UPDATE 2-Kodiak Oil profit soars but misses expectations
By Ernest Scheyder
Oct 31 (Reuters) - Kodiak Oil & Gas Corp, which drills for oil and natural gas in North Dakota's Bakken shale formation, said on Thursday its quarterly profit jumped nearly nine times due to a surge in production.
But the results narrowly missed Wall Street's expectations, and its shares fell 1.2 percent to $12.82 in after-hours trading. The stock has gained 47 percent so far this year.
The company posted net income of $31.2 million, or 12 cents per share, compared with $3.5 million, or a penny per share, in the year-ago period.
Excluding one-time items, the company earned 22 cents per share. By that measure, analysts expected earnings of 23 cents per share, according to Thomson Reuters I/B/E/S.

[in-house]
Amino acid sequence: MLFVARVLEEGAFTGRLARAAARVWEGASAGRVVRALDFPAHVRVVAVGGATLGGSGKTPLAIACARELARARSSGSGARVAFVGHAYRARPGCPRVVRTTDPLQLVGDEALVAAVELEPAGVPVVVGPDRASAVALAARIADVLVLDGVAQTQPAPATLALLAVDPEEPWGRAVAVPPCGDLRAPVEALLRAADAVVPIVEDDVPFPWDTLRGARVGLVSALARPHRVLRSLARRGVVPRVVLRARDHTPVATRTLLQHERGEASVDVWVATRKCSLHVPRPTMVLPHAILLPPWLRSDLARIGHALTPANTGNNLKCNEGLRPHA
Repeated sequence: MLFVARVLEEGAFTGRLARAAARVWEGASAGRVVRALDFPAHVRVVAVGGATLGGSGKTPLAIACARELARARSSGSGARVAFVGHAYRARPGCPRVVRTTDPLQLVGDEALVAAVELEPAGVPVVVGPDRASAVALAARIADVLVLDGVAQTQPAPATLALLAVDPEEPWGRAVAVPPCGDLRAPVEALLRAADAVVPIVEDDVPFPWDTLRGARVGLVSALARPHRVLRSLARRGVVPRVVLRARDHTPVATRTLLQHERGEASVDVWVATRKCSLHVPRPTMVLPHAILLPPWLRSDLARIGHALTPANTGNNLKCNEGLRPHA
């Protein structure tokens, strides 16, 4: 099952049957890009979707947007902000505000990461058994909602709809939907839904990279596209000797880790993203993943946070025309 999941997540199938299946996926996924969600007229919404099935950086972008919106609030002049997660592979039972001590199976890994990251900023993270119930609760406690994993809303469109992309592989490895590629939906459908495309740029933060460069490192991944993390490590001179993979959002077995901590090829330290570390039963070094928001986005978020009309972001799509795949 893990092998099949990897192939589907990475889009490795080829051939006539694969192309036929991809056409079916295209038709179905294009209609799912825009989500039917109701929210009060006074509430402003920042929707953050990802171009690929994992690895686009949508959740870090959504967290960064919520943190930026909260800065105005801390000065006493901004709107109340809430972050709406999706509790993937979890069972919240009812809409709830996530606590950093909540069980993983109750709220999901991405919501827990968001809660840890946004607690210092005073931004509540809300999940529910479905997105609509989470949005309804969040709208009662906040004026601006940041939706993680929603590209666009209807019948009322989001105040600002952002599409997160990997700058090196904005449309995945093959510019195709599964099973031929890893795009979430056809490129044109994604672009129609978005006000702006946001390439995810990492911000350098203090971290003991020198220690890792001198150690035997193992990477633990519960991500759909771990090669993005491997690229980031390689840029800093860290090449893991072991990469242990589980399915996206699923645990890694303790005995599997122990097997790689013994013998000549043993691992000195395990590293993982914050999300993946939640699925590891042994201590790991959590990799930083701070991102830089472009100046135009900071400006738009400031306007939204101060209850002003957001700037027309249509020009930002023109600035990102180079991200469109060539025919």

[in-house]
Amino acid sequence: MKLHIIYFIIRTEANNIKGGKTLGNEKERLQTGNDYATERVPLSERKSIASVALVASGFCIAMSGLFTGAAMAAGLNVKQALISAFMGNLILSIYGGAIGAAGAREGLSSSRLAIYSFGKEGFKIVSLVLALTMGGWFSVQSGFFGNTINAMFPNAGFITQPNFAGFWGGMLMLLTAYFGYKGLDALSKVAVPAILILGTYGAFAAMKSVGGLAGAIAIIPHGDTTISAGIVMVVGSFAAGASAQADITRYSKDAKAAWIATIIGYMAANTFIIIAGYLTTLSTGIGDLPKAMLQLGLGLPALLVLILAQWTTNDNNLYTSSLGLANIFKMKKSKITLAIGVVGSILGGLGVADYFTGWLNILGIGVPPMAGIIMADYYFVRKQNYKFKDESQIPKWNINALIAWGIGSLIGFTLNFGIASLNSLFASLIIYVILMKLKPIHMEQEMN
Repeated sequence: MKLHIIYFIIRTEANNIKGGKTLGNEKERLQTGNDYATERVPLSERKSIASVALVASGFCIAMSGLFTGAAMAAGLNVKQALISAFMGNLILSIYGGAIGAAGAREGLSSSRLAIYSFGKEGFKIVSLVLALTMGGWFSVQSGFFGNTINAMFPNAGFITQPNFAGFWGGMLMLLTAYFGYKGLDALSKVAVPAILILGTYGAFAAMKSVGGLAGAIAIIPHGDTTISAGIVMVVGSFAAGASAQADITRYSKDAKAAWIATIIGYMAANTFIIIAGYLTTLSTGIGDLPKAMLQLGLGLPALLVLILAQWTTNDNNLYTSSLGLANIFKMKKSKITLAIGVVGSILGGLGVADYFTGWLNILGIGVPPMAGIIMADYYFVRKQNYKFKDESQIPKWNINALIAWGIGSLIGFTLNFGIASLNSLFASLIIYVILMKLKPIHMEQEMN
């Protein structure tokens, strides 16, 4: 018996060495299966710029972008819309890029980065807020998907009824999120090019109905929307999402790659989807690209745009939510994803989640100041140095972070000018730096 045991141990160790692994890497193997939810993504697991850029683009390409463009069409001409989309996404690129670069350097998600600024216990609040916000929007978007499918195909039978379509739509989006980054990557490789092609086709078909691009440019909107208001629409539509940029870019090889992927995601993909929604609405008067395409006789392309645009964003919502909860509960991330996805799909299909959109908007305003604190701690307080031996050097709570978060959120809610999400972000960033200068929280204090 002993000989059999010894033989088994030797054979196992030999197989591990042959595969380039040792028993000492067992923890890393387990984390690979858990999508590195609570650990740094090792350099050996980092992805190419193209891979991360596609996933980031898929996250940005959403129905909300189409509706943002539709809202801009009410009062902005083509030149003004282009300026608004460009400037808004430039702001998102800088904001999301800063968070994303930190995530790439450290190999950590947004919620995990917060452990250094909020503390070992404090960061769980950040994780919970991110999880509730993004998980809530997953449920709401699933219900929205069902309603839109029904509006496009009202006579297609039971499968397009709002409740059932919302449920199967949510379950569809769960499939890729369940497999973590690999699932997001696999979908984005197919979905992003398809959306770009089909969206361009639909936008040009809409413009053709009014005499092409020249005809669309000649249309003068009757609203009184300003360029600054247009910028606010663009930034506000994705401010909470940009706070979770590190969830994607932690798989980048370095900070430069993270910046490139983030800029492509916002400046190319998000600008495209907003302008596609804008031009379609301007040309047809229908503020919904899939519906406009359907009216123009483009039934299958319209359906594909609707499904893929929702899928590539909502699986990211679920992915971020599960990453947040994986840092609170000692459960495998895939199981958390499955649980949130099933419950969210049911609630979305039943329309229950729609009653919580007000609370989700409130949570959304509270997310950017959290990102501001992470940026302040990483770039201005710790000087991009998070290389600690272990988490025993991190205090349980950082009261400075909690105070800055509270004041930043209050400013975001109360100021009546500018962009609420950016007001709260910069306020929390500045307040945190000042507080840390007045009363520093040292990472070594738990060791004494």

Revenue more than doubled to $299.6 million. Analysts expected $282.6 million in revenue.
Kodiak said earlier this month that its third-quarter average sales volumes jumped 54 percent.
Part of the company's jump in oil production can be attributed to its use of ceramic proppant, rather than sand, during hydraulic fracturing, the process commonly known as fracking.
Kodiak uses small grains of ceramic material to hold open underground cracks during the fracking process. Though more expensive than sand, the industry standard, ceramic is stronger and more resilient, keeping cracks open longer than sand and allowing more oil to be extracted.
"It absolutely worth it" to pay more for ceramic proppant, Kodiak CEO Lynn Peterson said in an interview with Reuters last month. "Our production speaks for itself."
Kodiak's largest shareholders include hedge funds Paulson & Co and Citadel Investment Group LLC.
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